At the very least I’m certain they hadn’t bothered to read any of my posts. I know not every item on The List fits into the luxury category but the lack of budget ready meals really should’ve been a clue. Economy supermarket is not the undiscovered niche I’m looking for.
So I must say it was refreshing to be asked to review a hamper by the folks at gourmet food retailer Forman and Field, a company much more in-keeping with the quality focus of my blog. I hadn’t tried any of their wares before but I had been on their website and liked what I saw. Indeed, in the early days of The List, when it was basically just an offline Word document with pictures, porchetta was listed as an item solely off the back of seeing it on Forman and Field’s site. I thought it looked awesome so on there it went.*
Thus when I was asked to review one of the company’s hampers my answer was a bit of a no-brainer. “Why yes. Yes I would.”
I was a little surprised by the quality of everything as I rummaged through the picnic basket. I’d expected luxury but I hadn’t expected the very best. Cheese (Stichelton, Innes Log, Berkswell and Ardrahan) was from Neal’s Yard, a supplier of Michelin-starred restaurants up and down the country. Smoked salmon was from H. Forman & Son**, a century-old pioneering producer, as reputable as you can find. The pork pie was Mrs King’s, arguably the finest Melton Mowbray in existence.
I couldn’t wait to dig in.
The banana bread was the first to go, scoffed down with a mug of tea. Moist and flavourful with a faultless crumb, it was a WI award winner if ever there was one. A similarly good chocolate brownie, the greatest pork pie I’ve ever had and some cheese in immaculate condition followed. It was a strong start.
The next day I tried Paul Wayne Gregory’s tea-infused chocolates and they were what you’d expect from an award-winning chocolatier: texturally perfect. The lapsang souchong wasn’t really to my tastes and the Earl Grey flavour was perhaps too subtle but the jasmine in the middle was “just right”. My wife made the obvious Goldilocks joke.
Potted lobster was enjoyable on rye bread toast though, if I’m honest, I expected a little more from it. They weren’t stingy with the lobster and there was nothing wrong with the cooking but I spent the entire time wishing it was potted shrimp instead. Given my favourite shellfish-based spread is much cheaper, I don’t see why anyone would bother buying this.
Regardless, I’d say the Alderton ham was perhaps the only bit that was sub-par. It was very nice ham, don’t get me wrong, but I’d be confident I could take a 20-minute walk down the road and find something better. I genuinely couldn’t say that about anything else – certainly not the smoked salmon. The London cure was up there with the best I’ve tasted; the wild vastly superior. I took to Twitter to say I’d never eaten anything better in my own home, and I wasn’t lying. It was divine.
Afterwards I had the lemon curd, which was never going to compete, but was excellent nonetheless. I made it into a little tart with a base of crushed digestive biscuits and later vowed that I should eat lemon curd more often. It was delicious.
Here’s what was in the box, with pictures.
Genuine Wild and London Cure Smoked Scottish Salmon (H. Forman & Son)
Potted Lobster (Forman & Field)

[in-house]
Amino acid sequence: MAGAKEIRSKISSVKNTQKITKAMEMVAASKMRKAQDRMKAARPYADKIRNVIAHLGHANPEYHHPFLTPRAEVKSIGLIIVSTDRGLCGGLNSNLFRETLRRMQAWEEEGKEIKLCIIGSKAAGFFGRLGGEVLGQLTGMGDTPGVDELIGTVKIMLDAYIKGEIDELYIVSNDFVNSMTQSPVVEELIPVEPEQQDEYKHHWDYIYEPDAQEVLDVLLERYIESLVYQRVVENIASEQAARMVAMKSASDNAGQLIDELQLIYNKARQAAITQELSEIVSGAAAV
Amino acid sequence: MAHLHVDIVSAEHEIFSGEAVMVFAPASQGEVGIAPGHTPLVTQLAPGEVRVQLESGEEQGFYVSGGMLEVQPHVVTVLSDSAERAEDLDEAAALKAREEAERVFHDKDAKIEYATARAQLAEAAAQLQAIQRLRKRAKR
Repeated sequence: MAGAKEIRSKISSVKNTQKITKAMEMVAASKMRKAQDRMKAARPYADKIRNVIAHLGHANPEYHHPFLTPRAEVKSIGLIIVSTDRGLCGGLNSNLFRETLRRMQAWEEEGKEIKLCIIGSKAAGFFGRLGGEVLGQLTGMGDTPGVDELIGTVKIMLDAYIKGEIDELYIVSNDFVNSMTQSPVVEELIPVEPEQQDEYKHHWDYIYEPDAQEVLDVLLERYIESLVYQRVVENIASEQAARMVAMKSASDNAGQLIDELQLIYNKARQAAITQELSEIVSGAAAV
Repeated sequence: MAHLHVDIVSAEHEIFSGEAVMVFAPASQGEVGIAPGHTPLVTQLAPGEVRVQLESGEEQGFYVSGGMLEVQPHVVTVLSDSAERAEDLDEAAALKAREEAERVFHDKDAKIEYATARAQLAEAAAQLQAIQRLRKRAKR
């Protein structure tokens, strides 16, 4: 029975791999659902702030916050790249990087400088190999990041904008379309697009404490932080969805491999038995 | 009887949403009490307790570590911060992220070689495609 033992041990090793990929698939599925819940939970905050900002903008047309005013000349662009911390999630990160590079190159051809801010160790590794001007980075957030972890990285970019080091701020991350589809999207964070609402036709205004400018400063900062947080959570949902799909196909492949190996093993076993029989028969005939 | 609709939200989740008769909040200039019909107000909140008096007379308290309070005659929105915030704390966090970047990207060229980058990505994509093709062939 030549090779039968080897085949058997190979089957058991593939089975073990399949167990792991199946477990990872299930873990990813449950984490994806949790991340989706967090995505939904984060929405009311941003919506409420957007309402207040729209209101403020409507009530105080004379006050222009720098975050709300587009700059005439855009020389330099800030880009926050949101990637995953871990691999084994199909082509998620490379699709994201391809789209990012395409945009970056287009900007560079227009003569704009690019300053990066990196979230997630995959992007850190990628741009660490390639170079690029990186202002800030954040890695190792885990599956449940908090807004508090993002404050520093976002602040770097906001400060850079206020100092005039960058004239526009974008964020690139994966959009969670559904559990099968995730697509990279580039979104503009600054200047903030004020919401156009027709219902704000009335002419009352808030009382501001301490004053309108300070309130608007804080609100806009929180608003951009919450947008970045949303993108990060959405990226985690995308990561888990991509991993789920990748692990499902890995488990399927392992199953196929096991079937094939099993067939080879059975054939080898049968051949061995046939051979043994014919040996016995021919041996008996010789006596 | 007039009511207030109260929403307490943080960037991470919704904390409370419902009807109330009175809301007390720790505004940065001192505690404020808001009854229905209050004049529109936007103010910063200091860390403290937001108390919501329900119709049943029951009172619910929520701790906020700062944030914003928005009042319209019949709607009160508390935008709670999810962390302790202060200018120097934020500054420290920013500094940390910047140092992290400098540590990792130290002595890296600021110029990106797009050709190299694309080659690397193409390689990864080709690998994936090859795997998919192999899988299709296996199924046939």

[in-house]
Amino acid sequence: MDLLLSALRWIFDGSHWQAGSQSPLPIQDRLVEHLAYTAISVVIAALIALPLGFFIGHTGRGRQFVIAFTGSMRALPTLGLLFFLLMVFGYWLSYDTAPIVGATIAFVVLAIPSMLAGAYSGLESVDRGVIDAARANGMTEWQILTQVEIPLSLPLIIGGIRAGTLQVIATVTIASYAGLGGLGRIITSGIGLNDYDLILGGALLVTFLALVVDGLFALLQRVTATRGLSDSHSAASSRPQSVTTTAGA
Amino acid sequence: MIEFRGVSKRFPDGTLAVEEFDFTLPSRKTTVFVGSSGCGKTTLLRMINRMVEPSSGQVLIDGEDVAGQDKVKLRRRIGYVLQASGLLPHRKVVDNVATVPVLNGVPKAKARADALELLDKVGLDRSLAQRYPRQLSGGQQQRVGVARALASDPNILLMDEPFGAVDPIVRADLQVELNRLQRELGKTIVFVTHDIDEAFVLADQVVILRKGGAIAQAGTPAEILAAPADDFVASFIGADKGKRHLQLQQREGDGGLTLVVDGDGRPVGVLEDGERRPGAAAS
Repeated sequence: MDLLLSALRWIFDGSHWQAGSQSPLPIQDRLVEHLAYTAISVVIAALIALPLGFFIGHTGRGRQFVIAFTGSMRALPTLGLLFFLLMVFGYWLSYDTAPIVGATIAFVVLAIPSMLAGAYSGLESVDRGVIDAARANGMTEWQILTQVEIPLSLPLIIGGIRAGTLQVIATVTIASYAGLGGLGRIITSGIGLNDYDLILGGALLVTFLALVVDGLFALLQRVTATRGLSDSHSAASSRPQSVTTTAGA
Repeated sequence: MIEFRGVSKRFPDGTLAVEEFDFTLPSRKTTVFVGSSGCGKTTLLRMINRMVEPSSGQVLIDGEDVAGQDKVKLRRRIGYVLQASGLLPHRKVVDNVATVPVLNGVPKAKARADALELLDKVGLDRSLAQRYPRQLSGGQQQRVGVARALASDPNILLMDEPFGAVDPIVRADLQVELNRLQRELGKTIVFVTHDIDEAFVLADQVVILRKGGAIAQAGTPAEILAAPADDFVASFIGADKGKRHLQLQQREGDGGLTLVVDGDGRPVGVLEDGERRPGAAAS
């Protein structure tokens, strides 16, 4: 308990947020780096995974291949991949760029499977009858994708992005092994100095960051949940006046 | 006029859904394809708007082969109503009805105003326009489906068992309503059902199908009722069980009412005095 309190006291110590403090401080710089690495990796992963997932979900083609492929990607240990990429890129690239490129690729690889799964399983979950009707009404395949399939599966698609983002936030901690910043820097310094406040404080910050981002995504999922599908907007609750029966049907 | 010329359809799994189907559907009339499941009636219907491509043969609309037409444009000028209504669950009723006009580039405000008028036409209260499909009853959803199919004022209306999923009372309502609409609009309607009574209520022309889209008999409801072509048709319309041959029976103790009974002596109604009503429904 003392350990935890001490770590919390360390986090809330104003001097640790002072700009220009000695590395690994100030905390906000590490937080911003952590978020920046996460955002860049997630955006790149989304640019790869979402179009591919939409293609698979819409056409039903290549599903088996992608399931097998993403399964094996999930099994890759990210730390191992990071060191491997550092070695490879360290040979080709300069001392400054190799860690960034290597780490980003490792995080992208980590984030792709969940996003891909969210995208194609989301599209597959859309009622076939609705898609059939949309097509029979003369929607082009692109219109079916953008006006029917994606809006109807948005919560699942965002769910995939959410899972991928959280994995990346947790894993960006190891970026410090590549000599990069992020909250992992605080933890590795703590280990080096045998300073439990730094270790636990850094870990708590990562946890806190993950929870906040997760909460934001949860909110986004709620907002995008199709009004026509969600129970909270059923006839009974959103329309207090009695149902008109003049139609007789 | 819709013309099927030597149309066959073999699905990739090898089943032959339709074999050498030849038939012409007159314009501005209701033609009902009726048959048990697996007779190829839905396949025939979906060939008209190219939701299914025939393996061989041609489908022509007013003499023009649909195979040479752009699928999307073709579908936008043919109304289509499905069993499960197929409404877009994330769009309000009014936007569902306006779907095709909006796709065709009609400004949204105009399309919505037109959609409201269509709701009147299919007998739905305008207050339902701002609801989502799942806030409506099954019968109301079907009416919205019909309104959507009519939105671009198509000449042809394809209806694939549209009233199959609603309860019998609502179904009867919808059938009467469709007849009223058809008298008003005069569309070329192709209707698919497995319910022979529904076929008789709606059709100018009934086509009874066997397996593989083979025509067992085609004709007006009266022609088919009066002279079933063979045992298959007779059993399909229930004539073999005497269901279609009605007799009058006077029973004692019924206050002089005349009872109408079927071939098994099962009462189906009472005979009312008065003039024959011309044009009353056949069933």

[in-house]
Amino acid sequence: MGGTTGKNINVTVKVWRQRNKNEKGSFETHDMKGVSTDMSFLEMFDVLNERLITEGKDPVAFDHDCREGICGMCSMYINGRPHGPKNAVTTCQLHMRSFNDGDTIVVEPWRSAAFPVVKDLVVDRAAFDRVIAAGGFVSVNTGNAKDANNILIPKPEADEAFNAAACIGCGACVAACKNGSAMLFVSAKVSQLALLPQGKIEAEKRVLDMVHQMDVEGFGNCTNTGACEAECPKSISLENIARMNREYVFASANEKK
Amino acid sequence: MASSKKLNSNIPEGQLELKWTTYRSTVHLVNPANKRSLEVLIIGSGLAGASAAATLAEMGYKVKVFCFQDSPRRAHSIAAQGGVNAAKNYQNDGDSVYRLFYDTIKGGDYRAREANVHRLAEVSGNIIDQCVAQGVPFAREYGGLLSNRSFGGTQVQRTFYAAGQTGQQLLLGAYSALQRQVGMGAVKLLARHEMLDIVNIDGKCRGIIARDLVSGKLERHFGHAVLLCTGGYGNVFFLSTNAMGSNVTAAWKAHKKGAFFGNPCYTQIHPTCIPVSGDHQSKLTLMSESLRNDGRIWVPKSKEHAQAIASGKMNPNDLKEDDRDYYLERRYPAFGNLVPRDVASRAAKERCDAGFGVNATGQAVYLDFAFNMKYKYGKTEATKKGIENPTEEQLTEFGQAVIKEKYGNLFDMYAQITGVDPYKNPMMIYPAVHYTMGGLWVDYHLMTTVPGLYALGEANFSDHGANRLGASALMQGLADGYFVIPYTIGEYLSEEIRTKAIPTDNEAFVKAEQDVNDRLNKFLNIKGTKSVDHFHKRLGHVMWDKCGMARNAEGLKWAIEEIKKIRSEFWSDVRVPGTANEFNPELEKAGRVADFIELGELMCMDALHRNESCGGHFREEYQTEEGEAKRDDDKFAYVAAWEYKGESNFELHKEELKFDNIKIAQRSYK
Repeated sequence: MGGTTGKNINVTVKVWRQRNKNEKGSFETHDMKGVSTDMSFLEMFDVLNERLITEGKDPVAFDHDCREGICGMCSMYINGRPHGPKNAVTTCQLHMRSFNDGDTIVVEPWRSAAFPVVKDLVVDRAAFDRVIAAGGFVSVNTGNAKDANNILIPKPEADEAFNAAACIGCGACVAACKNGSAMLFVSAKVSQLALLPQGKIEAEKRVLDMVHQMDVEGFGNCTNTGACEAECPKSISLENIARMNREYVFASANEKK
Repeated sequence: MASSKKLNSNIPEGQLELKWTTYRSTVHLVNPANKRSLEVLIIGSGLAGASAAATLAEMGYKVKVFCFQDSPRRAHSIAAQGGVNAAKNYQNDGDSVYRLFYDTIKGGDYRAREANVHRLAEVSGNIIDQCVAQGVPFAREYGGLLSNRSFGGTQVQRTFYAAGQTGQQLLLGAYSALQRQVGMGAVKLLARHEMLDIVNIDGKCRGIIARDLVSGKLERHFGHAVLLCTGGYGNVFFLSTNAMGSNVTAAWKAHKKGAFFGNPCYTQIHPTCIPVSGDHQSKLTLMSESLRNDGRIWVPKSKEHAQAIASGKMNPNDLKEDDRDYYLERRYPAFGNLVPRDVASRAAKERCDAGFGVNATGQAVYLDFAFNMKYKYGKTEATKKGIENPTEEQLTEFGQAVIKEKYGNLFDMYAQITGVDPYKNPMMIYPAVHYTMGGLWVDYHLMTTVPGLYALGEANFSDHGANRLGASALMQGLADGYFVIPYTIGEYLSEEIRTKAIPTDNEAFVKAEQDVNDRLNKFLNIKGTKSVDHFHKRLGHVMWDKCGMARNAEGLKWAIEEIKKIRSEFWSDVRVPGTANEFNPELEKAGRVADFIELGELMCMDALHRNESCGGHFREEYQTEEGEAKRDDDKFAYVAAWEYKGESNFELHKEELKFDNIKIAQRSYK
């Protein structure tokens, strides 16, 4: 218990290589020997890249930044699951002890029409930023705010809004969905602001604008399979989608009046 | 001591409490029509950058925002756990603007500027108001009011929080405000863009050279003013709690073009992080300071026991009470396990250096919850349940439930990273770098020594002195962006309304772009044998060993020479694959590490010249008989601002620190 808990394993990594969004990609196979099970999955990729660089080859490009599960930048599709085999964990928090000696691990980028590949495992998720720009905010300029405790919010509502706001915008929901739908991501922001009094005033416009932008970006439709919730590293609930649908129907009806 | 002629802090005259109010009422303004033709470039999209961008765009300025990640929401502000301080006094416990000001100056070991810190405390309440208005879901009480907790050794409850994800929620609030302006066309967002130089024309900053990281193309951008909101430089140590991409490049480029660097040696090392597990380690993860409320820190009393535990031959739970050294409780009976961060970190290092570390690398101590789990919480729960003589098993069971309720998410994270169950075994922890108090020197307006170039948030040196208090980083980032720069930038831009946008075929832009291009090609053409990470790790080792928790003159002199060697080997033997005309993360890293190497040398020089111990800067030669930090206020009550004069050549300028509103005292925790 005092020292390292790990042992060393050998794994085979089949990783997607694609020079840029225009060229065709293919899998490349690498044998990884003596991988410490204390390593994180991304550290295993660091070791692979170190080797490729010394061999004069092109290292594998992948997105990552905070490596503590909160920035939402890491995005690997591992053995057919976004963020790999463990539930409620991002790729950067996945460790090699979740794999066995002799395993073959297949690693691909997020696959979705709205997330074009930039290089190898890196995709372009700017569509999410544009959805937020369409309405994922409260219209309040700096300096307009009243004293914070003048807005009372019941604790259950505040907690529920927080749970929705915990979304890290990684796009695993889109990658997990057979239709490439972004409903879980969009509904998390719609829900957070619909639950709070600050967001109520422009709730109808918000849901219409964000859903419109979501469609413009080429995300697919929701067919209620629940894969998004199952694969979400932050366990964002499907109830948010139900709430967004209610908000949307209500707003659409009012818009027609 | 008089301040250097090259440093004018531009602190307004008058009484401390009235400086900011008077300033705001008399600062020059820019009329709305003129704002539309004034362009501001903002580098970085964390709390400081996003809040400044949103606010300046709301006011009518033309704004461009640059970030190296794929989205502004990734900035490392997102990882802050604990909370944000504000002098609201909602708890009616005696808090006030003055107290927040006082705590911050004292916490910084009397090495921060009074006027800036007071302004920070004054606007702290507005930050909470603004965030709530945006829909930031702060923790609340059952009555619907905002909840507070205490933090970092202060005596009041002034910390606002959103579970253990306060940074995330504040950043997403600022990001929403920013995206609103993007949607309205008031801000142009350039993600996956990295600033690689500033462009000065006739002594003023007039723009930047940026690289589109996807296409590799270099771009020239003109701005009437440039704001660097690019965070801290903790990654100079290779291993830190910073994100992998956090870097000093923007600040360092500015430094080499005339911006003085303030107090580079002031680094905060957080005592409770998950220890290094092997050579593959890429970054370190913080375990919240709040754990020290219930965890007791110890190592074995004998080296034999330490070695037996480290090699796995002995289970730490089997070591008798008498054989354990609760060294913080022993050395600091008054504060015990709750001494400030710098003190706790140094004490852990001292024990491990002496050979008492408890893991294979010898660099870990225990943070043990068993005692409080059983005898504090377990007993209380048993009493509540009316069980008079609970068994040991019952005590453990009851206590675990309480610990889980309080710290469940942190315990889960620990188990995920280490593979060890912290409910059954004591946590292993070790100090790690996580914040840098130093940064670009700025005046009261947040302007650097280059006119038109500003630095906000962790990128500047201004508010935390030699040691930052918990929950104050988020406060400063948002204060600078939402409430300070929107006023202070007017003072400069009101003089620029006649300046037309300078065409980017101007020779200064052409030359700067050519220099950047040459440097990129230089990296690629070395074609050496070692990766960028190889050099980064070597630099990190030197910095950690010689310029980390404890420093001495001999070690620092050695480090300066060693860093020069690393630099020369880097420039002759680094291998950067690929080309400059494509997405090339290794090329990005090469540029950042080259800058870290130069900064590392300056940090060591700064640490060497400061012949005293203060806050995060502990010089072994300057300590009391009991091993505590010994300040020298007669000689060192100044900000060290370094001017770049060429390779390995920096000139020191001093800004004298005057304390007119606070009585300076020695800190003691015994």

Chocolate Brownie and Banana Bread (Forman & Field)***
Lemon Curd (Forman & Field)
Hand Carved Ham (Alderton Ham)
Pure Indulgence Chocolates (Paul Wayne Gregory)
Pork Pie (Mrs King’s)
Selection of Dairy Cheeses (Neal’s Yard)
Overall I was very impressed with the hamper sent to me by Forman and Field. The food was all extremely high-end and I think it’d be difficult to find better quality in your local area, even at specialist shops or farmers’ markets. Certainly assembling produce this good on your own would take a lot of time.
One thing that’s put me off buying food online in the past is concern over freshness. How many days before this was posted was it packed? Is it going to be stale or past its best? I’d look on something like Maldon Rock oysters as pure food poisoning bait, and why pay for a stomach bug when there’s a company out there willing to send me one for free?
But I think, based on the evidence of the cheese (the biggest freshness test), I would trust Forman and Field to send me just about anything. Apparently cut on the same day the hamper was posted, it was in better condition than any cheese I’ve had outside a Michelin star restaurant.
And I can’t praise it much higher than that.
*As you can see, I eventually took porchetta off The List when I decided to make it exclusively about food that I’d genuinely be disappointed not to try in my lifetime, rather than just stuff that I liked the look of. But I would still like to try it.
**H. Forman & Son is linked to Forman and Field, so I probably shouldn’t have been too surprised by that one.
***I forgot to take a picture of the chocolate brownie. Sorry.
“It’s only a noodle bar,” the bemused builder shouted from down the street. “Who the hell queues to get in a noodle bar anyway?”
As I stood outside Koya, hoping the line of people wasn’t so long that it’d fill the tiny dining room completely before I managed to get a seat, I wondered the same thing. Everyone appeared sober and the place didn’t seem to sell kebabs. It was 5.28pm on an otherwise quiet Thursday evening and my Salfordian brain couldn’t fathom what was going on. Does nobody watch Neighbours in Soho?
We got seats but only just. The two foreign language students who sat next to us were the last customers through the door before people started getting turned away. It was now 5.31pm and the restaurant had been open for exactly one minute.